Submitted to: Computers and Electronics in Agriculture
Publication Type: Peer Reviewed Journal
Publication Acceptance Date: 7/29/2020
Publication Date: 8/18/2020
Citation: Thorp, K.R., Marek, G.W., Dejonge, K.C., Evett, S.R. 2020. Comparison of evapotranspiration methods in the DSSAT Cropping System Model: II. Algorithm performance. Computers and Electronics in Agriculture. 177. Article 105679. https://doi.org/10.1016/j.compag.2020.105679.
Interpretive Summary: Evapotranspiration (ET) is a primary pathway for water loss from agricultural fields. Thus, simulation models of agricultural field processes must accurately simulate ET. A number of methods exist for simulating ET, and recent scientific efforts have sought to make comparisons among them. In this study, six ET methods in the DSSAT Cropping System Model were compared using high-quality ET data and other agronomic data for a semi-arid, cotton field site in west Texas. The study identified one ET method that performed statistically better than the other five. The results will guide future model users in their selection of ET methods for use with this model and should lead toward improved simulation results. Furthermore, the results will guide model developers toward improvements to ET methods in the model. Broadly, the study will facilitate improved model implementation to address water management issues in water-limited agricultural environments of the western United States.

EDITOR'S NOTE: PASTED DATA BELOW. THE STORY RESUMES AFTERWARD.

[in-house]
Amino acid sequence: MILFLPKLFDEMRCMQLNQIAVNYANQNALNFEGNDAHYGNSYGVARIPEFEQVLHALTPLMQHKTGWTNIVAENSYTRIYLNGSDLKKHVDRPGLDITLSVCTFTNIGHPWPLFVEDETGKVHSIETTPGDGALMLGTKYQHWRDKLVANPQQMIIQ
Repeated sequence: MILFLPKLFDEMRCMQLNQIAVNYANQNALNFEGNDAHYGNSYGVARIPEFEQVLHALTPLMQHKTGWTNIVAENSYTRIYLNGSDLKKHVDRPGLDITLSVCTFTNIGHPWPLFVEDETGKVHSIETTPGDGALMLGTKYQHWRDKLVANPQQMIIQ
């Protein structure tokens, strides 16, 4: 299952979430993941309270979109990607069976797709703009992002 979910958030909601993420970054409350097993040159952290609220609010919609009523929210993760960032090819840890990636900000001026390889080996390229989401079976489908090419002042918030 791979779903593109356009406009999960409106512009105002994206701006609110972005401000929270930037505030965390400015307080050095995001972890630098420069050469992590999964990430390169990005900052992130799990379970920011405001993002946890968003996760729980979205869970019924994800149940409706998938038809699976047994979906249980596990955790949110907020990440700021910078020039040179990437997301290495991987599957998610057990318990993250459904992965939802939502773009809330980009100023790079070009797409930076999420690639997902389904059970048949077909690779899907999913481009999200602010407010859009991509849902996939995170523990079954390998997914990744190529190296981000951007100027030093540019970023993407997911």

Technical Abstract: Accurate calculations of evapotranspiration (ET) are highly important for agroecosystem model simulations, and improvement of ET algorithms is an on-going model development goal. The objective of this study was to evaluate and compare six ET methods in the Decision Support System for Agrotechnology Transfer (DSSAT) Cropping System Model (CSM) using agronomic and weighing lysimetry data from cotton field studies at Bushland, Texas. Three options were tested for estimating potential ET as required by the DSSAT-CSM: 1) a Priestley-Taylor method, 2) a Penman-Monteith combination equation estimate of grass reference ET with a DSSAT-specific single crop coefficient equation, and 3) the ASCE Standardized Reference ET Equation combined with a dual crop coefficient method for non-stressed conditions. The latter two reference ET methods were adapted to provide reasonable estimates for DSSAT-required potential ET. Additionally, two methods for calculation of soil water evaporation were tested, including both the original and updated formulations of Ritchie approaches for DSSAT-CSM. The combinations of the three potential ET and two soil water evaporation approaches led to six possible ET simulation options in the model. A computationally-intensive multiobjective optimization method was used to select among model parameterization options and ensure that modeler bias did not influence ET method comparisons. Among 23 agroecosystem metrics that included lysimeter-based ET, various cotton growth variables, and soil water content in multiple soil layers, the original Ritchie soil water evaporation approach performed statistically equivalent to or better than the more recent Ritchie method (p<=0.05). The default ET method in the model, which involved Priestley-Taylor potential ET with the more recent Ritchie soil water evaporation method, was outperformed by other ET methods for 14 of 23 agroecosystem metrics (p<=0.05). When the original Ritchie soil water evaporation method was combined with potential ET from the ASCE reference ET and dual crop coefficient method, the model performed statistically equivalent to or better than the other five ET options for all but 1 of 23 agroecosystem metrics (p<=0.05). Based on three years of cotton data from the Bushland lysimetry fields, a DSSAT-CSM ET approach based on the standardized ET methodologies described by ASCE and FAO-56 combined with the original Ritchie soil water evaporation method provided holistic improvements to model simulations among multiple agroecosystem metrics.